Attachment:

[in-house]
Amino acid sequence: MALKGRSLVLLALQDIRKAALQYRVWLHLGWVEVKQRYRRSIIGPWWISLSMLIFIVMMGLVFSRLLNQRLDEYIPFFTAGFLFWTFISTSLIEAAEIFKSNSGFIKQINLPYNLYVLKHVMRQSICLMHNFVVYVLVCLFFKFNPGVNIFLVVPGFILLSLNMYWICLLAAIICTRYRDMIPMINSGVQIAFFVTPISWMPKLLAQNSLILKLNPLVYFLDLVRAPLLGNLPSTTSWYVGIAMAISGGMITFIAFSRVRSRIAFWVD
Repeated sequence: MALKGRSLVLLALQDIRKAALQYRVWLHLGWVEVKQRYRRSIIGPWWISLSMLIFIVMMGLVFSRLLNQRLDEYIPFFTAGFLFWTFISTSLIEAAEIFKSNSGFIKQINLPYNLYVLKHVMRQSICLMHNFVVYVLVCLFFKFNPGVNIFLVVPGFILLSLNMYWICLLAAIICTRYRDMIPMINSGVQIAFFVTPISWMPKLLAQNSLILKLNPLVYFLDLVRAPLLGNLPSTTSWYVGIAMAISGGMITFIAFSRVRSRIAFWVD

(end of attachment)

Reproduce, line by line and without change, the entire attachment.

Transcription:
[in-house]
Amino acid sequence: MALKGRSLVLLALQDIRKAALQYRVWLHLGWVEVKQRYRRSIIGPWWISLSMLIFIVMMGLVFSRLLNQRLDEYIPFFTAGFLFWTFISTSLIEAAEIFKSNSGFIKQINLPYNLYVLKHVMRQSICLMHNFVVYVLVCLFFKFNPGVNIFLVVPGFILLSLNMYWICLLAAIICTRYRDMIPMINSGVQIAFFVTPISWMPKLLAQNSLILKLNPLVYFLDLVRAPLLGNLPSTTSWYVGIAMAISGGMITFIAFSRVRSRIAFWVD
Repeated sequence: MALKGRSLVLLALQDIRKAALQYRVWLHLGWVEVKQRYRRSIIGPWWISLSMLIFIVMMGLVFSRLLNQRLDEYIPFFTAGFLFWTFISTSLIEAAEIFKSNSGFIKQINLPYNLYVLKHVMRQSICLMHNFVVYVLVCLFFKFNPGVNIFLVVPGFILLSLNMYWICLLAAIICTRYRDMIPMINSGVQIAFFVTPISWMPKLLAQNSLILKLNPLVYFLDLVRAPLLGNLPSTTSWYVGIAMAISGGMITFIAFSRVRSRIAFWVD